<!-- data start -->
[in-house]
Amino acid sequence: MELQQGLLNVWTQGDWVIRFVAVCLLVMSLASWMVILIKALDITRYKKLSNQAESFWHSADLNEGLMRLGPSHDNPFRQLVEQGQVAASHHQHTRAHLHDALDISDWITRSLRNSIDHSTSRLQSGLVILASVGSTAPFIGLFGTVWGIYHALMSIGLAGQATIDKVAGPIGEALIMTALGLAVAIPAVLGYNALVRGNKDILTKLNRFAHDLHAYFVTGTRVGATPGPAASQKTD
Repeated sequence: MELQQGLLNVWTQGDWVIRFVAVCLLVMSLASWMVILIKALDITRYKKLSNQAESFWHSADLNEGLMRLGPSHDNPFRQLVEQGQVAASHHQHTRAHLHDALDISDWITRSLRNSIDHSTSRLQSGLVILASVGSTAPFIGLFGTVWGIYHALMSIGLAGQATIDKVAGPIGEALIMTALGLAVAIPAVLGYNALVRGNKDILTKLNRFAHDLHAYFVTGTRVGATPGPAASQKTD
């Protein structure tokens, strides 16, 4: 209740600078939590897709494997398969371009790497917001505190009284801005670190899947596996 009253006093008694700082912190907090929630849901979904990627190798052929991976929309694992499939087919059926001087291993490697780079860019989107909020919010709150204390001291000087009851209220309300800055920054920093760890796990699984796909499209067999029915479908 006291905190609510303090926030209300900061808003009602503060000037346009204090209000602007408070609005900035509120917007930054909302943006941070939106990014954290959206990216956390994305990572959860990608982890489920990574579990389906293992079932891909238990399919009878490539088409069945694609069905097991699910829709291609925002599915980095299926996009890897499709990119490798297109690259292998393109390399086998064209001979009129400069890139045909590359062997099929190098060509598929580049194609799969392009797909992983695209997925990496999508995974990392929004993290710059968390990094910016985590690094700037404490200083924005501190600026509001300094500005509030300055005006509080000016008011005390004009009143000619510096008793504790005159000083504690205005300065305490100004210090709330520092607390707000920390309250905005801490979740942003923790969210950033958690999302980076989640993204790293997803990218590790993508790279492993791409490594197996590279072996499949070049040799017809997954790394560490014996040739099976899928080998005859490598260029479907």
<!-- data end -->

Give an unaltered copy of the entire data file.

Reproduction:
[in-house]
Amino acid sequence: MELQQGLLNVWTQGDWVIRFVAVCLLVMSLASWMVILIKALDITRYKKLSNQAESFWHSADLNEGLMRLGPSHDNPFRQLVEQGQVAASHHQHTRAHLHDALDISDWITRSLRNSIDHSTSRLQSGLVILASVGSTAPFIGLFGTVWGIYHALMSIGLAGQATIDKVAGPIGEALIMTALGLAVAIPAVLGYNALVRGNKDILTKLNRFAHDLHAYFVTGTRVGATPGPAASQKTD
Repeated sequence: MELQQGLLNVWTQGDWVIRFVAVCLLVMSLASWMVILIKALDITRYKKLSNQAESFWHSADLNEGLMRLGPSHDNPFRQLVEQGQVAASHHQHTRAHLHDALDISDWITRSLRNSIDHSTSRLQSGLVILASVGSTAPFIGLFGTVWGIYHALMSIGLAGQATIDKVAGPIGEALIMTALGLAVAIPAVLGYNALVRGNKDILTKLNRFAHDLHAYFVTGTRVGATPGPAASQKTD
């Protein structure tokens, strides 16, 4: 209740600078939590897709494997398969371009790497917001505190009284801005670190899947596996 009253006093008694700082912190907090929630849901979904990627190798052929991976929309694992499939087919059926001087291993490697780079860019989107909020919010709150204390001291000087009851209220309300800055920054920093760890796990699984796909499209067999029915479908 006291905190609510303090926030209300900061808003009602503060000037346009204090209000602007408070609005900035509120917007930054909302943006941070939106990014954290959206990216956390994305990572959860990608982890489920990574579990389906293992079932891909238990399919009878490539088409069945694609069905097991699910829709291609925002599915980095299926996009890897499709990119490798297109690259292998393109390399086998064209001979009129400069890139045909590359062997099929190098060509598929580049194609799969392009797909992983695209997925990496999508995974990392929004993290710059968390990094910016985590690094700037404490200083924005501190600026509001300094500005509030300055005006509080000016008011005390004009009143000619510096008793504790005159000083504690205005300065305490100004210090709330520092607390707000920390309250905005801490979740942003923790969210950033958690999302980076989640993204790293997803990218590790993508790279492993791409490594197996590279072996499949070049040799017809997954790394560490014996040739099976899928080998005859490598260029479907």